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Thought for the Day - Positioning

As I sit staring out at the rain, I began to think about key tactics for IOM racing based on the opens and ranking events this year. I kept returning to the idea that position and control of the fleet is everything. Let me explain what I mean.


On most starts, the line is either square or with a degree of port end bias. It is usually long enough to get all the boats to start together and generally all are going quick and are bang on the line at the gun. If you start at the starboard end you have freedom to tack and escape in clear wind. If you start at the port end, it is very easy to get trapped and forced over to the left hand side of the course. The further down the line you are from the starboard end, the more you have to wait for boats to tack. The clear message is the starboard end of the line gives you control of the fleet especially when the first tack is relatively short as they tend to be in radio sailing.


The next thing to consider of course is what is going to happen up the course. Are you heading for a bank and a heading wind which will favour the port end boats or is the wind going to lift gradually favouring the starboard end boats. Watching some of the starts at the recent worlds in Croatia, the line bias favoured the port end boats, but very quickly after the start, the wind eased for those boats and they were rolled by boats to windward who sailed in better pressure and as a result were slightly lifted negating any benefit from the port end line bias. There was only one start I could see where Peter Stollery spotted a major wind shift and executed a perfect port end start, tacked onto port and crossed the fleet easily who were stacked at the starboard end of the line. On the second day at the Coalhouse Fort ranking event, the start line was heavily port end bias and the pin end was only a few yards from the bank, so my tactic was to start at the port end at full speed and as soon as the gun went shout room to tack and tack onto port. Job done.


Positioning through the race course


As I think back through the races this year at a variety of locations, the early leaders off the line seem to come more from the starboard end of the line rather than the port end. Of course there are times when the line is so bias you have to be at or near the port end.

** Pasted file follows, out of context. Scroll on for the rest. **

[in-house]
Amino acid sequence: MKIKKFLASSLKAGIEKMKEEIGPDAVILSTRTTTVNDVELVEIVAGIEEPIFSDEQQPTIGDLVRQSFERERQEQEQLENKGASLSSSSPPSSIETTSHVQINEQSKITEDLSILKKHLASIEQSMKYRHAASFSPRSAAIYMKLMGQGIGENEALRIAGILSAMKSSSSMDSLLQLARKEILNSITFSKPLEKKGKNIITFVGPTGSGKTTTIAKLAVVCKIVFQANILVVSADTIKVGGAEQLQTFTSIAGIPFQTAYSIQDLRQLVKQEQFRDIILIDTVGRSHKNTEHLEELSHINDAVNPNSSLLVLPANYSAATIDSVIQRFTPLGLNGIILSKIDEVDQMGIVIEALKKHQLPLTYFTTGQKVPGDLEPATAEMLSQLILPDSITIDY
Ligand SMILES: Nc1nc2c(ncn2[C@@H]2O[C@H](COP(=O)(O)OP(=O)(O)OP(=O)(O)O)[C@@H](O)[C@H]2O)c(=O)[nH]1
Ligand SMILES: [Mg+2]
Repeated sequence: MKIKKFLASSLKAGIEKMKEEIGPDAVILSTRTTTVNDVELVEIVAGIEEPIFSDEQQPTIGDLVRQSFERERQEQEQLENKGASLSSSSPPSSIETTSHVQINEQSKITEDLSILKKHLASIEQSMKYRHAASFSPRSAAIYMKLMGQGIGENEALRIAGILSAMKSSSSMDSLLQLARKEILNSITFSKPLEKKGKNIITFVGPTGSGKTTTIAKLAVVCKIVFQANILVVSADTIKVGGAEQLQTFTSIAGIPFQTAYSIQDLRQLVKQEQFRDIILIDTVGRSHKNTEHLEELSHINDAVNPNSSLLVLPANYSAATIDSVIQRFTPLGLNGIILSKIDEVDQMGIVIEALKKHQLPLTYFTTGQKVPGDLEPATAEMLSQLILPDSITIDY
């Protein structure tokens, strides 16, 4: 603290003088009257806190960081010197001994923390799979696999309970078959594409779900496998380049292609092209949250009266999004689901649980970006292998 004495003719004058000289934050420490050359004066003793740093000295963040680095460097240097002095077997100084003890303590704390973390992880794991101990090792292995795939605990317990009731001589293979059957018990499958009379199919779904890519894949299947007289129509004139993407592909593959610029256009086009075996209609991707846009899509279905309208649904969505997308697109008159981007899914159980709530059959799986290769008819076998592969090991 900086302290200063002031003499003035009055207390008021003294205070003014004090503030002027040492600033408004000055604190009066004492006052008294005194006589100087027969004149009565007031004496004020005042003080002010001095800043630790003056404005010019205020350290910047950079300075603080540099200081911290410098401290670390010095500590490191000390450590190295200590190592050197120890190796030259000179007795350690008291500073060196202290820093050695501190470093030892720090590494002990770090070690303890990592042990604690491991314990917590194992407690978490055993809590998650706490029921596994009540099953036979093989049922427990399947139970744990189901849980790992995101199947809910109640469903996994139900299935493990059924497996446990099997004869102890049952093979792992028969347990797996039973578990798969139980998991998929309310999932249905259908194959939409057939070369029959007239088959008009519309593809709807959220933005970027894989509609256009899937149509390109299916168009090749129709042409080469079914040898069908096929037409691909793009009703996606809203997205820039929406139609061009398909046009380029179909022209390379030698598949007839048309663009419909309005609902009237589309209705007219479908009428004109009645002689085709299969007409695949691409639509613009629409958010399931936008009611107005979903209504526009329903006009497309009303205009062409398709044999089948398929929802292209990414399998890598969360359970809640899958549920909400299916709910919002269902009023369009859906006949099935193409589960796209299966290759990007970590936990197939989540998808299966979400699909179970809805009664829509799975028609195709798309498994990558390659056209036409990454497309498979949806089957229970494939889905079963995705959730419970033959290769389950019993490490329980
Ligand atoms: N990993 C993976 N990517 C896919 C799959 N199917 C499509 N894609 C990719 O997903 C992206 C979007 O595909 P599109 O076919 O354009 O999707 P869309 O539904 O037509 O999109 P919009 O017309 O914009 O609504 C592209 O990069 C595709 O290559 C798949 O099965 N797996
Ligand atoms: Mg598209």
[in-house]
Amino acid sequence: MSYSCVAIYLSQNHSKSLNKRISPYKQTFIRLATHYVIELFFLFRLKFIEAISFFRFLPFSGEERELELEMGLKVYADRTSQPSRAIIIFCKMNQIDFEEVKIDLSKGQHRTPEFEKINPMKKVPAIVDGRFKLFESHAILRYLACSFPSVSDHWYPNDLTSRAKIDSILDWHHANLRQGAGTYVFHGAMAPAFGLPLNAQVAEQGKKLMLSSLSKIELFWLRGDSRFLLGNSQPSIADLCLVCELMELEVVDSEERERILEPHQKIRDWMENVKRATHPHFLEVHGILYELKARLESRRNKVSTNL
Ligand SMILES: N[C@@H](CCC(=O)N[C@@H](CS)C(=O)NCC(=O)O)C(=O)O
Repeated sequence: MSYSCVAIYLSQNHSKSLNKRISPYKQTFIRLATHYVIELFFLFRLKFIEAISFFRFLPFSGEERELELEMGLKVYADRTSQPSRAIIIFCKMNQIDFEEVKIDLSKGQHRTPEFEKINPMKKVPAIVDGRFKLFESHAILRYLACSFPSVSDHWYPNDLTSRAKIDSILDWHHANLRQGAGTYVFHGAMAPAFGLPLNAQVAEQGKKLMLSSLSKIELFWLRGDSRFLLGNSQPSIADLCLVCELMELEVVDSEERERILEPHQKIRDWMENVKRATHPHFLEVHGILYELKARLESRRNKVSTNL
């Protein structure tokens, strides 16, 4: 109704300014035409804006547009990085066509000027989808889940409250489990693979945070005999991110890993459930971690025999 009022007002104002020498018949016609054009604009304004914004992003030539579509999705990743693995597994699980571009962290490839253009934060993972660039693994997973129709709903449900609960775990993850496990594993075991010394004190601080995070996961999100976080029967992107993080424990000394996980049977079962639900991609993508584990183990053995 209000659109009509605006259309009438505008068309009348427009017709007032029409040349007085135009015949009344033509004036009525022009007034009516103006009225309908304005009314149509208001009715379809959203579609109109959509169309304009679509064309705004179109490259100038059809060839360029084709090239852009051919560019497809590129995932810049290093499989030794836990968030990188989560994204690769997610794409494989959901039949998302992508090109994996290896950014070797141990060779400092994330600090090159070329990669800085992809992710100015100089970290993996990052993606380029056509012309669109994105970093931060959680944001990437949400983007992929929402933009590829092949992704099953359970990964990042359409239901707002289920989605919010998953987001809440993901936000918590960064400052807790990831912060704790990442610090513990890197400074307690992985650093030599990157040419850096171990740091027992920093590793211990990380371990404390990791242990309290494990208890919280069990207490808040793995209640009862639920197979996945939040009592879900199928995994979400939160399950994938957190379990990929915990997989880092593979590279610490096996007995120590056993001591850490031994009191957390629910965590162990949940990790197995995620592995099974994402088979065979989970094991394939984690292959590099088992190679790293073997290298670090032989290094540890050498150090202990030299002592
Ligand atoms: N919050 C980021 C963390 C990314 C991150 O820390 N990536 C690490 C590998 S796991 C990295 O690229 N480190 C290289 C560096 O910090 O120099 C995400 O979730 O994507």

Sailing up the middle of the beat is about taking shifts and avoiding starboard tack boats. Never tack for a starboard boat if you are trying to get to the right side of the course, always go behind at speed. If you do tack, you are trapped to leeward and can do nothing until the windward boat tacks away.


As you approach the weather mark, if you are in the lead you can do what you like but if you are in the pack you will be forced into the starboard tack layline for the mark. The port approach is too risky.


Once round the spreader mark, make sure you are in position to get to the desired side of the course and as you get to the end of the run you will position your boat to get to the left or right gate mark whichever is better.


By the time you have done the first lap the fleet will be spread out and it will just be a case of picking off one or two boats up the next beat if you are able or if you are at the back take a flier one way or the other.


In summary I think there are five critical points where I think your boats position against other boats is critical. The start, getting to the correct side on the first beat, approaching the windward mark, choosing a side on the run and picking the right leeward gate mark.


Now all I have to do is practice what I preach.


There are some great drone videos from the 2022 worlds where you can judge for yourself the importance of position. Here is the link to one of the videos.


One last point. My ideas on tactics have not changed since I wrote the "Racing an IOM" section on the web site. See this link Racing an IOM. Funny how your first thoughts are nearly always the best ones.


As always have fun racing wherever you are and remember success can be defined as, doing better than you have ever done before, wherever you are in the fleet.


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